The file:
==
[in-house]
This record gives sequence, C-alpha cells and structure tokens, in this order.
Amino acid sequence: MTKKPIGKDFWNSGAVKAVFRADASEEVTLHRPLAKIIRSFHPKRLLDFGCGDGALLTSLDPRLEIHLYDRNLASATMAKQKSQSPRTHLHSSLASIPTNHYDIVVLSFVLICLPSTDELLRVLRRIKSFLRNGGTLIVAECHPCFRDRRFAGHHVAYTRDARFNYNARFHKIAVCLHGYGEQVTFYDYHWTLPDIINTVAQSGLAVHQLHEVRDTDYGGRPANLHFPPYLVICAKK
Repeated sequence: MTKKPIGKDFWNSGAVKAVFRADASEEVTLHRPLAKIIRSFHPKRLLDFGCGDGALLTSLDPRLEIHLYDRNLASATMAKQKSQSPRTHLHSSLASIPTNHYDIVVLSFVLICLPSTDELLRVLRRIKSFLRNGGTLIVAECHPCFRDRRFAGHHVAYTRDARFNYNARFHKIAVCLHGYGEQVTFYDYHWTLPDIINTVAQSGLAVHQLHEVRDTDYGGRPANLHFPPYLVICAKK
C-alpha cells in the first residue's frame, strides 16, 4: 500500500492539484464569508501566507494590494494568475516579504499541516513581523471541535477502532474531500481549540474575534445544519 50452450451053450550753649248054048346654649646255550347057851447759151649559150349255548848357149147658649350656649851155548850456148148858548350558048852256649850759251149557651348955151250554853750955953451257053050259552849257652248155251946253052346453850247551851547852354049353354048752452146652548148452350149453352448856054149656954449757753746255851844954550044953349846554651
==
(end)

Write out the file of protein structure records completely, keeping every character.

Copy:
[in-house]
This record gives sequence, C-alpha cells and structure tokens, in this order.
Amino acid sequence: MTKKPIGKDFWNSGAVKAVFRADASEEVTLHRPLAKIIRSFHPKRLLDFGCGDGALLTSLDPRLEIHLYDRNLASATMAKQKSQSPRTHLHSSLASIPTNHYDIVVLSFVLICLPSTDELLRVLRRIKSFLRNGGTLIVAECHPCFRDRRFAGHHVAYTRDARFNYNARFHKIAVCLHGYGEQVTFYDYHWTLPDIINTVAQSGLAVHQLHEVRDTDYGGRPANLHFPPYLVICAKK
Repeated sequence: MTKKPIGKDFWNSGAVKAVFRADASEEVTLHRPLAKIIRSFHPKRLLDFGCGDGALLTSLDPRLEIHLYDRNLASATMAKQKSQSPRTHLHSSLASIPTNHYDIVVLSFVLICLPSTDELLRVLRRIKSFLRNGGTLIVAECHPCFRDRRFAGHHVAYTRDARFNYNARFHKIAVCLHGYGEQVTFYDYHWTLPDIINTVAQSGLAVHQLHEVRDTDYGGRPANLHFPPYLVICAKK
C-alpha cells in the first residue's frame, strides 16, 4: 500500500492539484464569508501566507494590494494568475516579504499541516513581523471541535477502532474531500481549540474575534445544519 50452450451053450550753649248054048346654649646255550347057851447759151649559150349255548848357149147658649350656649851155548850456148148858548350558048852256649850759251149557651348955151250554853750955953451257053050259552849257652248155251946253052346453850247551851547852354049353354048752452146652548148452350149453352448856054149656954449757753746255851844954550044953349846554651